Diamonds may be a girl’s best friend . . . but sugar certainly isn’t!

Increasing research suggests that it’s the sugar rather than the fat in our diets that is the major contributing factor to the obesity epidemic in the UK. White crystalline substances can be deceiving because their chemical structure hits the addictive centres in your brain and gives you that good feeling which you then want to repeat over and over again…Sugar, cocaine, pure nicotine all have the same effect on the ‘reward’ centres in your brain.

According to Professor John Yudkin in his book ‘Pure, White and Deadly’ there is no physiological requirement for sugar: all our nutritional needs can be met without the addition of white, brown or raw sugar to any food or drink.

Why is sugar bad for us? A high intake of sugar causes our blood sugar levels to shoot up, giving us that feel-good ‘high’ followed by a crashing slump that leaves us tired, irritable and craving more sugary foods. This vicious cycle then sets us up for a whole range of chronic lifestyle diseases such as diabetes, heart disease and neurological diseases. This is due to the inflammatory effect which sugar has on the body.

For those of us who have already taken sugar out of our diets it’s often the ‘hidden’ sugars in foods that catch us out. A few days ago I was in a local supermarket and out of interest checked out some of the so called ‘healthy’ plant/protein snack bars. Now remember that your body can only handle 4g of sugar in the bloodstream at any one time otherwise your pancreas is called into action secreting insulin, the fat storing hormone, to remove it and restore balance. I checked the ingredients in several of these bars and was horrified to find that on average the sugar content per 100g was 40g, which is equal to 2.5 tablespoons of sugar! Low fat and diet foods often contain hidden sugars in order to make them more palatable. Soups, sauces and ready meals often contain high amounts as well.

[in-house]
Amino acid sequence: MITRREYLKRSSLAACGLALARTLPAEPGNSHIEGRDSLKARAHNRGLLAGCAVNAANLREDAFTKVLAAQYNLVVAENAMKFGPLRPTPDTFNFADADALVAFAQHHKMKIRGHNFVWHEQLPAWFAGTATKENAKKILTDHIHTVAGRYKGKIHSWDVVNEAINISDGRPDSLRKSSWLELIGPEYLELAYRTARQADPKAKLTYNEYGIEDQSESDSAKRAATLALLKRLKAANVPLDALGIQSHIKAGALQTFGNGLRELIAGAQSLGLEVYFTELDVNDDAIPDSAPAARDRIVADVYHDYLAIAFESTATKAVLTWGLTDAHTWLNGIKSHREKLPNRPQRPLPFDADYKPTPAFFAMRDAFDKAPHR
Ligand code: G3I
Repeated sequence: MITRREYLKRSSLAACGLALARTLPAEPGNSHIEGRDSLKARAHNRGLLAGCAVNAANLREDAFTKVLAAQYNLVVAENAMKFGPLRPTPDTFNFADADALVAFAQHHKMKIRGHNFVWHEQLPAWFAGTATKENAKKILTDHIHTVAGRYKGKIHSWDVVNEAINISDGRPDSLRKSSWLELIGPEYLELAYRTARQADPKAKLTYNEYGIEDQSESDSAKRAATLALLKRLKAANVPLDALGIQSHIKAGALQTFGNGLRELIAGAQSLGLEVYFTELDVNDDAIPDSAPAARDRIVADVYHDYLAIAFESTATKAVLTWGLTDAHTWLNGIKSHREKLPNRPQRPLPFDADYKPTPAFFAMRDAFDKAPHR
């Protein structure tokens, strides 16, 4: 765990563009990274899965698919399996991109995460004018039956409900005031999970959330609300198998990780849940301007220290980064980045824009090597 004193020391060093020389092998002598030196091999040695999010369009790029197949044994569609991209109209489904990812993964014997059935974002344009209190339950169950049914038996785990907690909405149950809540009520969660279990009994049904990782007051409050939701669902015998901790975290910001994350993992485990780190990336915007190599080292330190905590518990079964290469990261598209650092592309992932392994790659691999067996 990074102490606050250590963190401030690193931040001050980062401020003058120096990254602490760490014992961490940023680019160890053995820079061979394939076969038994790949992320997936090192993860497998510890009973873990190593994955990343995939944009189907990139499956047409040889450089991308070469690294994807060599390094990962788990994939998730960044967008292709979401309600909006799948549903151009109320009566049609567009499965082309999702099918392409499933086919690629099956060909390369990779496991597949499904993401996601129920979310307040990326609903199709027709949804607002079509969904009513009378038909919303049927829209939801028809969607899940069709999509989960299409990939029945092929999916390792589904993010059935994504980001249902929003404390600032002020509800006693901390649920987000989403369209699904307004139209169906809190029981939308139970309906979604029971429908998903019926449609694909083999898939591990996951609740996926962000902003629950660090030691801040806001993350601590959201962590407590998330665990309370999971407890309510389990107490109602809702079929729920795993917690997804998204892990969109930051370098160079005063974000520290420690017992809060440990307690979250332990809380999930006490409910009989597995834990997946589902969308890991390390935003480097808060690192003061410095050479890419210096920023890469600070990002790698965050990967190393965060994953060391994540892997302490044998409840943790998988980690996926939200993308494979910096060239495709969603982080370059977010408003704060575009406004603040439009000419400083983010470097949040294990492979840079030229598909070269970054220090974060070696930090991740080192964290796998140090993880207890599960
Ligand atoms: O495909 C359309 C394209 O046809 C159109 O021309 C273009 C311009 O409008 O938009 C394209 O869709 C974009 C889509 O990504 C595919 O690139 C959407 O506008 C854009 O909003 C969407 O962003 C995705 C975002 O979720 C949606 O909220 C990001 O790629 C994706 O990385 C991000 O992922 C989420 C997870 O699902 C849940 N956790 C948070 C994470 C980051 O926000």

How much sugar should I have? 5g per 100g is a good level to work with and therefore each of the ‘healthy’ bars I checked contained on average 14g sugar which is almost 3 times that amount. Also check the different types of sugars in a product, they tend to end in ‘ose (glucose, dextrose, sucrose, mannose, lactose, sucralose, fructose). These are all forms of sugar. With the creation of sweeter fruit such as Pink Lady apples, an apple can contain over 20g sugar albeit natural. Here’s a tip: slice 1/2 an apple and dip it in a nut butter. The fat will slow down the absorption of the sugar.

How do I cut down on sugar?

  1. Become more aware of how much sugar is in a product
  2. Make educated choices around food
  3. Use the ‘no more than 5g per 100g rule’
  4. Eat a palm sized piece of protein with every meal to balance blood sugars
  5. Replace high sugar tropical fruits with low sugar berries (frozen ones in the winter to reduce your carbon footprint)
  6. Avoid high sugar and caffeine energy drinks (add slices of lemon or berries to water instead to flavour it)
  7. Cut out all white foods (flours, rice, pasta, sugar, potatoes)
  8. Avoid sweeteners as these contain excitatory toxins to the brain

Benefits of removing sugar from your diet:
No more brain fog or early morning low grade headaches, sugar cravings, energy slumps, lack of focus and concentration, improved bowel function, less inflammation and therefore a reduced risk of chronic lifestyle diseases, weight loss, improvement in skin tone and a fabulous feeling of wellness.   

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